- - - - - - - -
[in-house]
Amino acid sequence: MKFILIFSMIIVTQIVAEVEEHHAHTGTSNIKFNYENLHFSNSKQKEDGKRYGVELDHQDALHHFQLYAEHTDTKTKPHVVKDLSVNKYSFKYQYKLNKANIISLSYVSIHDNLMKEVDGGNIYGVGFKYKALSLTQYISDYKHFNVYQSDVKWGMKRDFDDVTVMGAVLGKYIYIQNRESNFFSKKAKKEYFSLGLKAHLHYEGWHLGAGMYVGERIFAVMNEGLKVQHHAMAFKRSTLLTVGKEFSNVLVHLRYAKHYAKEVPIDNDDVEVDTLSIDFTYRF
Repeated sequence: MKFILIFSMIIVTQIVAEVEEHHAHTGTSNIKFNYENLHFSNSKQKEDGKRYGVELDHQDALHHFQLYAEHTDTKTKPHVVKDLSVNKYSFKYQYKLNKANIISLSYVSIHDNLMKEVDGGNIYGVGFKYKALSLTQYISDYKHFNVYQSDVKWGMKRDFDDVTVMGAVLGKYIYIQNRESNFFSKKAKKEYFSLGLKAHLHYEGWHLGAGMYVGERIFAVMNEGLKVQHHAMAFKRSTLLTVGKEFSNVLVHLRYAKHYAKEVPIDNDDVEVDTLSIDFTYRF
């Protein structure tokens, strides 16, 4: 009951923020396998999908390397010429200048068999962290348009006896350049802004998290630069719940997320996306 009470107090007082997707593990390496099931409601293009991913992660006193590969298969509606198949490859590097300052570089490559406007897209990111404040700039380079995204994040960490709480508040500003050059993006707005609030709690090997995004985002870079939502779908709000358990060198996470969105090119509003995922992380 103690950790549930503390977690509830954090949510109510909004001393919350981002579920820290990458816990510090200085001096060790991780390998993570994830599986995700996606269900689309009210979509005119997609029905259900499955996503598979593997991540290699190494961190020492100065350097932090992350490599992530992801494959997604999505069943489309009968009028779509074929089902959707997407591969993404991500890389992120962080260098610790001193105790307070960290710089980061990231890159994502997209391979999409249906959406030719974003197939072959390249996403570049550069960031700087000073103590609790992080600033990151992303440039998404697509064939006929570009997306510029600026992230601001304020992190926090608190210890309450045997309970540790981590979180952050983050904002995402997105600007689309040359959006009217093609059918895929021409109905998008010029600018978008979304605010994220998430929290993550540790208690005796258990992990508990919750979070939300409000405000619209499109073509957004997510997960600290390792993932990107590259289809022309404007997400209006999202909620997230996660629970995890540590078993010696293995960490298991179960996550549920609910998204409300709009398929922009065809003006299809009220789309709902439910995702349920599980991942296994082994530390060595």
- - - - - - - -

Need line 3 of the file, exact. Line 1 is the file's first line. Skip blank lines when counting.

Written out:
Repeated sequence: MKFILIFSMIIVTQIVAEVEEHHAHTGTSNIKFNYENLHFSNSKQKEDGKRYGVELDHQDALHHFQLYAEHTDTKTKPHVVKDLSVNKYSFKYQYKLNKANIISLSYVSIHDNLMKEVDGGNIYGVGFKYKALSLTQYISDYKHFNVYQSDVKWGMKRDFDDVTVMGAVLGKYIYIQNRESNFFSKKAKKEYFSLGLKAHLHYEGWHLGAGMYVGERIFAVMNEGLKVQHHAMAFKRSTLLTVGKEFSNVLVHLRYAKHYAKEVPIDNDDVEVDTLSIDFTYRF